LLM in Taxation Questions

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Eggs

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LLM in Taxation Questions

Postby Eggs » Thu Jan 24, 2019 9:23 pm

Not sure if this is the best place for this but it seems as good as any. There’s a mild amount of asking about schools..

These programs typically take 1 year correct? Does it mostly just have value for going into tax law or does it improve marketability for coming in as a generalist too?

How important is the school you obtain your LLM from? Obviously it’d be better to go to a better school but do employers mostly look at the school you got your JD from?

Do schools award merit scholarships for these programs?

Thanks for any responses. I really don’t know much about these

QContinuum

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Re: LLM in Taxation Questions

Postby QContinuum » Thu Jan 24, 2019 11:04 pm

Aren't you a 0L? Why are you asking about LL.M. programs?

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clarion

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Re: LLM in Taxation Questions

Postby clarion » Fri Jan 25, 2019 12:53 am

Eggs wrote:Not sure if this is the best place for this but it seems as good as any. There’s a mild amount of asking about schools..

These programs typically take 1 year correct? Does it mostly just have value for going into tax law or does it improve marketability for coming in as a generalist too?

How important is the school you obtain your LLM from? Obviously it’d be better to go to a better school but do employers mostly look at the school you got your JD from?

Do schools award merit scholarships for these programs?

Thanks for any responses. I really don’t know much about these


0L or not, I'll answer the easy ones.

1) Yes, 1 year unless you do an executive (online)/part-time program.
2) The Tax LLM is most useful for tax law (as I understand it). There's no other reason to get it.
3) The school is very important. The general consensus is that the only schools worth getting a tax LLM from, are NYU, GULC and UF. I've heard Northwestern and maybe one or two others are options, but really one should only go to the three I mentioned initially.
4) There are some scholarships. Just go to a specific school's LLM webpage.

Eggs

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Re: LLM in Taxation Questions

Postby Eggs » Fri Jan 25, 2019 1:10 am

QContinuum wrote:Aren't you a 0L? Why are you asking about LL.M. programs?

Yeah. Why is it shocking to be curious about how the legal world works?

QContinuum

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Re: LLM in Taxation Questions

Postby QContinuum » Fri Jan 25, 2019 1:16 am

I pointed out OP's 0L status not to be mean, but to try to smoke out what I suspect to be the underlying rationale behind OP's question: The idea that s/he can attend a law school with weak job placement power, and then simply tack on a Tax LL.M. afterward to bail themselves out. That is a very bad strategy because there is no assurance that one will do well enough in law school to be admitted to NYU or Georgetown's programs (the only two Tax LL.M. programs really worth attending; Florida and Northwestern are a very distant third). Further, even out of NYU or Georgetown, good jobs are challenging to get. Finally, law school is expensive enough without adding on a fourth year of tuition and COL. (Yes, NYU and Georgetown do give scholarships, but it's not reasonable to bet on landing a full-tuition scholarship, and even then one would still need to pay for living expenses, textbooks, etc.).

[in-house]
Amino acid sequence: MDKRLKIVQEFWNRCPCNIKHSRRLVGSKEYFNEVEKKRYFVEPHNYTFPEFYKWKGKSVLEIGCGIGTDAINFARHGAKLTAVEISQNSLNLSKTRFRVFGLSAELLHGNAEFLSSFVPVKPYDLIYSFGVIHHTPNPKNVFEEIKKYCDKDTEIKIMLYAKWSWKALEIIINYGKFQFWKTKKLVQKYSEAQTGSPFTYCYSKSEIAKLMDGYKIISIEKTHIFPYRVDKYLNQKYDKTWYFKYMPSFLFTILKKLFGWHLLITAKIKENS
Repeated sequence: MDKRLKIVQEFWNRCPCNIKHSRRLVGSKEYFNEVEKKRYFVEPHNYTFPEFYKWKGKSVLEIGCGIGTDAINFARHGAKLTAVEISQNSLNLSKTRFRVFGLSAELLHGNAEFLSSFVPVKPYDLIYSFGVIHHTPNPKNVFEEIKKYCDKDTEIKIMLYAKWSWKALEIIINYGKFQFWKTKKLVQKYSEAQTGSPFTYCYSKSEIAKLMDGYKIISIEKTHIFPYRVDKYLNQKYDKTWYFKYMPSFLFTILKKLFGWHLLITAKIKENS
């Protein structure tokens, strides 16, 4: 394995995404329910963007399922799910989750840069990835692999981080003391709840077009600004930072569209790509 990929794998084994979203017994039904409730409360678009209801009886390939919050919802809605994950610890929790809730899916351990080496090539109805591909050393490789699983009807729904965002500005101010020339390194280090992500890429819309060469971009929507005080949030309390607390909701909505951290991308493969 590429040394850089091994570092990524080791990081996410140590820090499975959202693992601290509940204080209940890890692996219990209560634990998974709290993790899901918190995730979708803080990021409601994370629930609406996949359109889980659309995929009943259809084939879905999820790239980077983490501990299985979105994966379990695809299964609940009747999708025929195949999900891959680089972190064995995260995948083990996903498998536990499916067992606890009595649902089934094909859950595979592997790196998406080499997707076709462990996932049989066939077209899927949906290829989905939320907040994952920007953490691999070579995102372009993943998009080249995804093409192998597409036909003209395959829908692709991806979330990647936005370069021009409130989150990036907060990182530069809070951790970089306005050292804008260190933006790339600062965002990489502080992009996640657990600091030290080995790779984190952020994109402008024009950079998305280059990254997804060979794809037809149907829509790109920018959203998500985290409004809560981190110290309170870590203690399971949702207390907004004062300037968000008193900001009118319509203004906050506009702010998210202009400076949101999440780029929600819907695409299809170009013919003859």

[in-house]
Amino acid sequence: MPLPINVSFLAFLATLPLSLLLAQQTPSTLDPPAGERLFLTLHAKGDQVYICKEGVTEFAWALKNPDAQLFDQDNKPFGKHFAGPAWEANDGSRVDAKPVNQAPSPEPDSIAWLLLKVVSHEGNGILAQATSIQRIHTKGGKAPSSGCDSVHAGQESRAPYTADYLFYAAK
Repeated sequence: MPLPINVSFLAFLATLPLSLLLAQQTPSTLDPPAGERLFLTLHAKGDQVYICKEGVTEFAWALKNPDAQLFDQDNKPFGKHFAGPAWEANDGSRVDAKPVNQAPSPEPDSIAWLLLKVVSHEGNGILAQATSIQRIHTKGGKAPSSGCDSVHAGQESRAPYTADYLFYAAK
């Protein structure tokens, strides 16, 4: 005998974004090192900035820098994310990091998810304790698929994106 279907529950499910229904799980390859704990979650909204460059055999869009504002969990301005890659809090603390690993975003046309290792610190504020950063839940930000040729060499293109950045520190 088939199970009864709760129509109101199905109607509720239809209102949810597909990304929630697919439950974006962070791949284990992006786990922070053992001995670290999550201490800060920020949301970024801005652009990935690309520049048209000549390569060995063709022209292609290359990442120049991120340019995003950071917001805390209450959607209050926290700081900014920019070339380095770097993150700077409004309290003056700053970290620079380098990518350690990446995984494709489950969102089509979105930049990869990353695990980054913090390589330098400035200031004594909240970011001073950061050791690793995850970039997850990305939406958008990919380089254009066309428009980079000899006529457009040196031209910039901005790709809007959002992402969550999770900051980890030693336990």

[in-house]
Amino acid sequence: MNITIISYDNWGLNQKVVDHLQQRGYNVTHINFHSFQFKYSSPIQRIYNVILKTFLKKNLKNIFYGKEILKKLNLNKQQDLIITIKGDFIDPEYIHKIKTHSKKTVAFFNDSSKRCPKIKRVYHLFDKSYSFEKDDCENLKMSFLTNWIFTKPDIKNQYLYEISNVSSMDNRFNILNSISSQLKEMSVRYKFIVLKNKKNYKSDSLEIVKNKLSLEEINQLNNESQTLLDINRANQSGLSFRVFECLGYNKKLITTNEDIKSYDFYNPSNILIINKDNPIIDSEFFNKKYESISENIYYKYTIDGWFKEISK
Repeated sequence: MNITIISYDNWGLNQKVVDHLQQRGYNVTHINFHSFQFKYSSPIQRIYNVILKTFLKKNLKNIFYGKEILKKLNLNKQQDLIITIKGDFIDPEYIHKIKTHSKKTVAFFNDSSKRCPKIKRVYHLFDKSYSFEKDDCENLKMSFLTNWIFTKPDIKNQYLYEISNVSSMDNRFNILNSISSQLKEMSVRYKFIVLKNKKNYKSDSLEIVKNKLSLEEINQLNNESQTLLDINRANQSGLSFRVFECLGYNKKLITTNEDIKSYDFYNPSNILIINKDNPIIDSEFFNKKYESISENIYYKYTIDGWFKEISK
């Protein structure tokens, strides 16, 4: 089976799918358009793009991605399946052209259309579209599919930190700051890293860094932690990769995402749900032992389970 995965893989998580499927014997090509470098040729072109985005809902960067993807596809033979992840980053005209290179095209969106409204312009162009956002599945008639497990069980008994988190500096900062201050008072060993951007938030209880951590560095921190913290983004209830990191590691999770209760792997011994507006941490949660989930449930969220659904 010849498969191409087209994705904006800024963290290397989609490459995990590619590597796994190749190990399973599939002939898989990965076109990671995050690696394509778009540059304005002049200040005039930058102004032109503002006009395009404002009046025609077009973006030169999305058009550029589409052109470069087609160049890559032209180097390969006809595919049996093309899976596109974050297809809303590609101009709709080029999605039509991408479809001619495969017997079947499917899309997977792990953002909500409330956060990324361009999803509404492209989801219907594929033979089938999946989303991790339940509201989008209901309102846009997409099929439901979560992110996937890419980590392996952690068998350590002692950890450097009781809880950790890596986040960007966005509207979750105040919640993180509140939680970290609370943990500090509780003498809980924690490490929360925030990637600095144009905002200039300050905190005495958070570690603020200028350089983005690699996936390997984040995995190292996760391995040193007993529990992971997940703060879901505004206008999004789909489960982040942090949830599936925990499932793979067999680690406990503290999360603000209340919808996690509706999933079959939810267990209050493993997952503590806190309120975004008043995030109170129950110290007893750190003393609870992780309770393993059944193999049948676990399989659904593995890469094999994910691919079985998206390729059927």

It's a much, much better strategy (both in terms of cost and in terms of likelihood of success) to retake the LSAT until one can get into a decent law school at a reasonable price, than to bank on doing a Tax LL.M. down the road.

Eggs

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Re: LLM in Taxation Questions

Postby Eggs » Fri Jan 25, 2019 2:04 am

QContinuum wrote:I pointed out OP's 0L status not to be mean, but to try to smoke out what I suspect to be the underlying rationale behind OP's question: The idea that s/he can attend a law school with weak job placement power, and then simply tack on a Tax LL.M. afterward to bail themselves out. That is a very bad strategy because there is no assurance that one will do well enough in law school to be admitted to NYU or Georgetown's programs (the only two Tax LL.M. programs really worth attending; Florida and Northwestern are a very distant third). Further, even out of NYU or Georgetown, good jobs are challenging to get. Finally, law school is expensive enough without adding on a fourth year of tuition and COL. (Yes, NYU and Georgetown do give scholarships, but it's not reasonable to bet on landing a full-tuition scholarship, and even then one would still need to pay for living expenses, textbooks, etc.).

It's a much, much better strategy (both in terms of cost and in terms of likelihood of success) to retake the LSAT until one can get into a decent law school at a reasonable price, than to bank on doing a Tax LL.M. down the road.

That was actually not my intention at all. If you want to take a negative view, I had the notion reversed if anything. My initial thought was if you went to a good school that where you got your LLM from might not be that important. Apparently that’s not the case. I am simply trying to learn about how the procedure works. Also, I’m in the midst of retaking my LSAT, so we can settle down on that



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